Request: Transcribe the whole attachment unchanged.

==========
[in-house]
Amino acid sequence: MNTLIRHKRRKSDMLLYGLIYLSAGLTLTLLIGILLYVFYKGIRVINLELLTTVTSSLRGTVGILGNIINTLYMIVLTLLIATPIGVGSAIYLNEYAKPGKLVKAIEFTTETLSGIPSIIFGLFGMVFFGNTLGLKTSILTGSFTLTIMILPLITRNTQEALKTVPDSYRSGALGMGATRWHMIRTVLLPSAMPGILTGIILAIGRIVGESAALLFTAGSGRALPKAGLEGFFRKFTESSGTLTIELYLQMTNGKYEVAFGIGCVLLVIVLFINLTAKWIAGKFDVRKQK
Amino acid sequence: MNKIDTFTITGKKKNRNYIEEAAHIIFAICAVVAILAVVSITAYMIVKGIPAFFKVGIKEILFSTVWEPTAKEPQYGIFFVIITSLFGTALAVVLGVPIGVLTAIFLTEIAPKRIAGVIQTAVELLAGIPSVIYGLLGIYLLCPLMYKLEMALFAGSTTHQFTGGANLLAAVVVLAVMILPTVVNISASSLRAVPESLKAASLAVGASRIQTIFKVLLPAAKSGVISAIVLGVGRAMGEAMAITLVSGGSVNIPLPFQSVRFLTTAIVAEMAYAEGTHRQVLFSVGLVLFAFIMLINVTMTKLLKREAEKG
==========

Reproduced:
[in-house]
Amino acid sequence: MNTLIRHKRRKSDMLLYGLIYLSAGLTLTLLIGILLYVFYKGIRVINLELLTTVTSSLRGTVGILGNIINTLYMIVLTLLIATPIGVGSAIYLNEYAKPGKLVKAIEFTTETLSGIPSIIFGLFGMVFFGNTLGLKTSILTGSFTLTIMILPLITRNTQEALKTVPDSYRSGALGMGATRWHMIRTVLLPSAMPGILTGIILAIGRIVGESAALLFTAGSGRALPKAGLEGFFRKFTESSGTLTIELYLQMTNGKYEVAFGIGCVLLVIVLFINLTAKWIAGKFDVRKQK
Amino acid sequence: MNKIDTFTITGKKKNRNYIEEAAHIIFAICAVVAILAVVSITAYMIVKGIPAFFKVGIKEILFSTVWEPTAKEPQYGIFFVIITSLFGTALAVVLGVPIGVLTAIFLTEIAPKRIAGVIQTAVELLAGIPSVIYGLLGIYLLCPLMYKLEMALFAGSTTHQFTGGANLLAAVVVLAVMILPTVVNISASSLRAVPESLKAASLAVGASRIQTIFKVLLPAAKSGVISAIVLGVGRAMGEAMAITLVSGGSVNIPLPFQSVRFLTTAIVAEMAYAEGTHRQVLFSVGLVLFAFIMLINVTMTKLLKREAEKG